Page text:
As it has been discussed throughout this chapter, there is a lack of literature for SOH and RUL estimation methods validated for SLBs. In contrast, SOH and RUL variables have been extensively studied for first-life applications for EVs. Although some published works have developed approaches for diagnosis and prognostics of SLBs applied to real second-life scenarios, such as [26, 51, 52, 56, 77], we wanted to check if a SOH estimation method developed for EV application, designed for a SOH value of 80%, could be extended to SOH values below this threshold. Hence, the black-box method proposed by Zhou et al. [75] was used for this purpose. This method calculates the integral under the constant current section of a current–voltage curve, which was obtained using the constant current-constant voltage (CCCV) charging protocol as an aging feature. Figure 5 shows the SOH estimation for a battery with LiCoO2 chemistry until SOH values as low as 65%. An RMSE of 0.2140 was obtained. Therefore, the authors believe that SOH and RUL estimation methods commonly employed for electric vehicle applications could be extended to estimate these variables in SLBs. However, to guarantee a better accuracy, different battery degradation behaviors must be considered depending on the load profile for each future use.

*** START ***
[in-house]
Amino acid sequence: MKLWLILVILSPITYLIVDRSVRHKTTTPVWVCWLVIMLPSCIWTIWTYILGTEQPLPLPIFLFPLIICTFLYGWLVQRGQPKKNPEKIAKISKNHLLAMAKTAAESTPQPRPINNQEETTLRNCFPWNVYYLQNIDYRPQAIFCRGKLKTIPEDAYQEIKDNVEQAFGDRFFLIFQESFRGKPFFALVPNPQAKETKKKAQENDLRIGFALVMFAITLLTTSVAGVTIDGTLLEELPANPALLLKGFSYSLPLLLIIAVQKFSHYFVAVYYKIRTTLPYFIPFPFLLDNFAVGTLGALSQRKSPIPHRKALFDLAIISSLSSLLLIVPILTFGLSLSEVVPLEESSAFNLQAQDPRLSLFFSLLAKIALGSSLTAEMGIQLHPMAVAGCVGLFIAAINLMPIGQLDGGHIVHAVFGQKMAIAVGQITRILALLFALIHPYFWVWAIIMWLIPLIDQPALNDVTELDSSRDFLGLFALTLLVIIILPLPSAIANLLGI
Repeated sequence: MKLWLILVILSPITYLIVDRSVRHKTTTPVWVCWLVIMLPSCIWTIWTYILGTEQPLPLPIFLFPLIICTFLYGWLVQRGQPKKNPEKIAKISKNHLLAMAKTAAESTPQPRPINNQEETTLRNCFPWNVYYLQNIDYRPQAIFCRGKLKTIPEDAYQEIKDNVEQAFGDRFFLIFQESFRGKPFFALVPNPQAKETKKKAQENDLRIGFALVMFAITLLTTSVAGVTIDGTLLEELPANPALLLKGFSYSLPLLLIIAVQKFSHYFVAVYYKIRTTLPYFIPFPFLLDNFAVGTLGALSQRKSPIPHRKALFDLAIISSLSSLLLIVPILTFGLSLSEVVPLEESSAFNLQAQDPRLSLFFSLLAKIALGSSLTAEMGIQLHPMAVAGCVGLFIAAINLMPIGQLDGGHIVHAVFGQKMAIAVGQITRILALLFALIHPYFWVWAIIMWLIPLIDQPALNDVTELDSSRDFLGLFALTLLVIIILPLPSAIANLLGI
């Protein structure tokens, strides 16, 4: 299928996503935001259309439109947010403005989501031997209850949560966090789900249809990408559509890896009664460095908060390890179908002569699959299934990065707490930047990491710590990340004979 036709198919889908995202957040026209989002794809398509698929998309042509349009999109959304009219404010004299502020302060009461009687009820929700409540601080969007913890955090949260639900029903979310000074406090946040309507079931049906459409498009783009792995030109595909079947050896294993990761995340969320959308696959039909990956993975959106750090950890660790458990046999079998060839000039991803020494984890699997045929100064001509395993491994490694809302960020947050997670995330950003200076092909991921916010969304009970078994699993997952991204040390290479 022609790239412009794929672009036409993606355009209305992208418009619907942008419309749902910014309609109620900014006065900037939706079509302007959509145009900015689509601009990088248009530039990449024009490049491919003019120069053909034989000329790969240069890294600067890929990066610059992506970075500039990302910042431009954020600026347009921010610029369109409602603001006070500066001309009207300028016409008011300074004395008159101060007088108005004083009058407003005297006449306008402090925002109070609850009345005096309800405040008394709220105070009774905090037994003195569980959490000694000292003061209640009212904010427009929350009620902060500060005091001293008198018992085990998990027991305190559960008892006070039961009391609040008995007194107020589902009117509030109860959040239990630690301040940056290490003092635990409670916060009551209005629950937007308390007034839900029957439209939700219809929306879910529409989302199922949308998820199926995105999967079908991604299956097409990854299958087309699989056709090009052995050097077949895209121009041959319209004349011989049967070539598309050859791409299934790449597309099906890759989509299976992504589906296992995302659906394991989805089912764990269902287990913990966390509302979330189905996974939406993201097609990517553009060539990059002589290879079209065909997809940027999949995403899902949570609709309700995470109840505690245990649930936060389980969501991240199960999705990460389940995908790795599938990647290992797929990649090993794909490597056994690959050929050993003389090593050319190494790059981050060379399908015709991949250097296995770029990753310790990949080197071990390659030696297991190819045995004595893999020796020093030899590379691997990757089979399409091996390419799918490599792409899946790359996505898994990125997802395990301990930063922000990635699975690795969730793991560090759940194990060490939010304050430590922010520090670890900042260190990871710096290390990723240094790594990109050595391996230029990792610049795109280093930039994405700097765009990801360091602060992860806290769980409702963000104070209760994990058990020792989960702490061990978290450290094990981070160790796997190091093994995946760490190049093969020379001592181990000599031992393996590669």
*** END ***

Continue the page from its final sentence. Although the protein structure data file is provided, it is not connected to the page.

Figure 5.

SOH estimation results for battery #5 from NASA dataset [53]. Model constructed using data before battery reach the 80% of its nominal capacity (authors’ results).


4. Conclusions and final remarks

Electrochemical energy storage in the form of Li-ion batteries is proving to be a fundamental technology to catalyze an energy transition towards renewables and electric mobility. The EV worldwide fleet, and thus the amount of batteries, is expected to grow considerably in the following years. When EV batteries reach their end of life (SOH ≈ 80%), they can still store enough energy and can be used in other applications as second-life batteries. Otherwise, they would end up as waste. It is in this context, under a circular economy scenario, that retired EVs are regarded as a primary source of SLBs. In order to do this, an accurate estimation of the state of health and remaining useful life is crucial to determine if the battery is depleted and goes to recycling or if it may be used as a SLB. Thus, sophisticated SOH and RUL estimation methods are needed to guarantee the correct performance of SLBs in different applications.